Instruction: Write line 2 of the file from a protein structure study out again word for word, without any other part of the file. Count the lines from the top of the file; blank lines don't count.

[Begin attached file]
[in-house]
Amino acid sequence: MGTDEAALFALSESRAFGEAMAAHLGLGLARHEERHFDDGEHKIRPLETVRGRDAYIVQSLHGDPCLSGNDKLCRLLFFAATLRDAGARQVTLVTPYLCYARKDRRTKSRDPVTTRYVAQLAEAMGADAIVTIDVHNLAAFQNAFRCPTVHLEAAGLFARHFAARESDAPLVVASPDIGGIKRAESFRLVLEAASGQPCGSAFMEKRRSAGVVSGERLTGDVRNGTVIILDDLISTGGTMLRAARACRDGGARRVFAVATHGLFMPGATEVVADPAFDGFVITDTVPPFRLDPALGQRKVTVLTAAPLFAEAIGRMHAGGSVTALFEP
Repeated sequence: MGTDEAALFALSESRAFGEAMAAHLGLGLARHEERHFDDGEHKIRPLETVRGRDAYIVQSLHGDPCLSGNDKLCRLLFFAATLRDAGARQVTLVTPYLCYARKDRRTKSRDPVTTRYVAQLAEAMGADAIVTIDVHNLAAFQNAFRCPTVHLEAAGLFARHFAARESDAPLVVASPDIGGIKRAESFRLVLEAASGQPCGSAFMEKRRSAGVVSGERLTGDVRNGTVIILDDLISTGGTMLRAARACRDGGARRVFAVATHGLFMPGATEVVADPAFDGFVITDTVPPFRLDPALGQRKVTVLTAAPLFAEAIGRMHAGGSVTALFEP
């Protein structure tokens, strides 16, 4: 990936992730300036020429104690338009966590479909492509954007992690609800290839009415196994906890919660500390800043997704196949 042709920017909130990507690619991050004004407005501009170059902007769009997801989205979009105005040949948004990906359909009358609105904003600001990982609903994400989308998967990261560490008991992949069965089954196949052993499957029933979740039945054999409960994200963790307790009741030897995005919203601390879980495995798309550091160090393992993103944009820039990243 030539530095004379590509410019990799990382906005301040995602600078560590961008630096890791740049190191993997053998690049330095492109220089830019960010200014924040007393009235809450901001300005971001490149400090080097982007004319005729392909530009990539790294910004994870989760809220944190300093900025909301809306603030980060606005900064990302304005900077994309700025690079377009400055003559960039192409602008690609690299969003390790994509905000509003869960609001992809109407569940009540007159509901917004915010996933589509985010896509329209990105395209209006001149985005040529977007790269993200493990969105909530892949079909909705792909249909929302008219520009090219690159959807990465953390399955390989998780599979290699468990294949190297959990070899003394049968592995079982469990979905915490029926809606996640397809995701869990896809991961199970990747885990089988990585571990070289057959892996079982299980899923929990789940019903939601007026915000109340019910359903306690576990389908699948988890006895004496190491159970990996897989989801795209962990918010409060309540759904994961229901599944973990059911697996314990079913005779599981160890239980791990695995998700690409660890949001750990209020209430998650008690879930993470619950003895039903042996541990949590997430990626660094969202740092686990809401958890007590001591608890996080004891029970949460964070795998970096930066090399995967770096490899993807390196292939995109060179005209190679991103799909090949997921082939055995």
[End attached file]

Amino acid sequence: MGTDEAALFALSESRAFGEAMAAHLGLGLARHEERHFDDGEHKIRPLETVRGRDAYIVQSLHGDPCLSGNDKLCRLLFFAATLRDAGARQVTLVTPYLCYARKDRRTKSRDPVTTRYVAQLAEAMGADAIVTIDVHNLAAFQNAFRCPTVHLEAAGLFARHFAARESDAPLVVASPDIGGIKRAESFRLVLEAASGQPCGSAFMEKRRSAGVVSGERLTGDVRNGTVIILDDLISTGGTMLRAARACRDGGARRVFAVATHGLFMPGATEVVADPAFDGFVITDTVPPFRLDPALGQRKVTVLTAAPLFAEAIGRMHAGGSVTALFEP